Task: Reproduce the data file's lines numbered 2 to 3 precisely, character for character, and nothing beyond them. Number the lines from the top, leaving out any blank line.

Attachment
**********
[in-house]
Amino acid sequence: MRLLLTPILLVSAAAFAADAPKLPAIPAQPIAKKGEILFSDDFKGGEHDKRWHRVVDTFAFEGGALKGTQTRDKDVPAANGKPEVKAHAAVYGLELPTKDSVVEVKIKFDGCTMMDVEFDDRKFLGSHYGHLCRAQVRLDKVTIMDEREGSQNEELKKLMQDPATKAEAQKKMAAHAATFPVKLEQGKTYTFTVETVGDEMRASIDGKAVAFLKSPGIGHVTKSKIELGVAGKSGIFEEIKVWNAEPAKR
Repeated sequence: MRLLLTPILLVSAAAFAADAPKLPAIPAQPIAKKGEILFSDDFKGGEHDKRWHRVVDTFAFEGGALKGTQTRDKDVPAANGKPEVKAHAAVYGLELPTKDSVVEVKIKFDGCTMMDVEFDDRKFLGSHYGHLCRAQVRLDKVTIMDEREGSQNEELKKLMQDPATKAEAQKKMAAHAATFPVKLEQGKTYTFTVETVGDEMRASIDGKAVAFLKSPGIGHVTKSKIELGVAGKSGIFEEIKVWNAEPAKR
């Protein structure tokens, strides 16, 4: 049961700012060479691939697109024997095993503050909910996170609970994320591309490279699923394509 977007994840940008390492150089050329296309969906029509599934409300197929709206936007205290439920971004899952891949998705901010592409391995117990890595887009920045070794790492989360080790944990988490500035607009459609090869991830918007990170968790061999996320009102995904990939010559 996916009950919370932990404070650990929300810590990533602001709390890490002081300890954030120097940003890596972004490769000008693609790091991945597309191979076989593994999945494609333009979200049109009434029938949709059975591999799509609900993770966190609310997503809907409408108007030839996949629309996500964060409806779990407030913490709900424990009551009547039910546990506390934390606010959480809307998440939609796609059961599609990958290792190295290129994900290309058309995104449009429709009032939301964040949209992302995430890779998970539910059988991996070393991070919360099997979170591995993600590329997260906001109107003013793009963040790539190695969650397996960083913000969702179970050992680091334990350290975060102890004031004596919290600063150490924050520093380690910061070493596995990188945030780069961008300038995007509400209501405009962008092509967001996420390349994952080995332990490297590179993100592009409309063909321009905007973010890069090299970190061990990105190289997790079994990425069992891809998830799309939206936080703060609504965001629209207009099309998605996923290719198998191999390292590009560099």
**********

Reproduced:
Amino acid sequence: MRLLLTPILLVSAAAFAADAPKLPAIPAQPIAKKGEILFSDDFKGGEHDKRWHRVVDTFAFEGGALKGTQTRDKDVPAANGKPEVKAHAAVYGLELPTKDSVVEVKIKFDGCTMMDVEFDDRKFLGSHYGHLCRAQVRLDKVTIMDEREGSQNEELKKLMQDPATKAEAQKKMAAHAATFPVKLEQGKTYTFTVETVGDEMRASIDGKAVAFLKSPGIGHVTKSKIELGVAGKSGIFEEIKVWNAEPAKR
Repeated sequence: MRLLLTPILLVSAAAFAADAPKLPAIPAQPIAKKGEILFSDDFKGGEHDKRWHRVVDTFAFEGGALKGTQTRDKDVPAANGKPEVKAHAAVYGLELPTKDSVVEVKIKFDGCTMMDVEFDDRKFLGSHYGHLCRAQVRLDKVTIMDEREGSQNEELKKLMQDPATKAEAQKKMAAHAATFPVKLEQGKTYTFTVETVGDEMRASIDGKAVAFLKSPGIGHVTKSKIELGVAGKSGIFEEIKVWNAEPAKR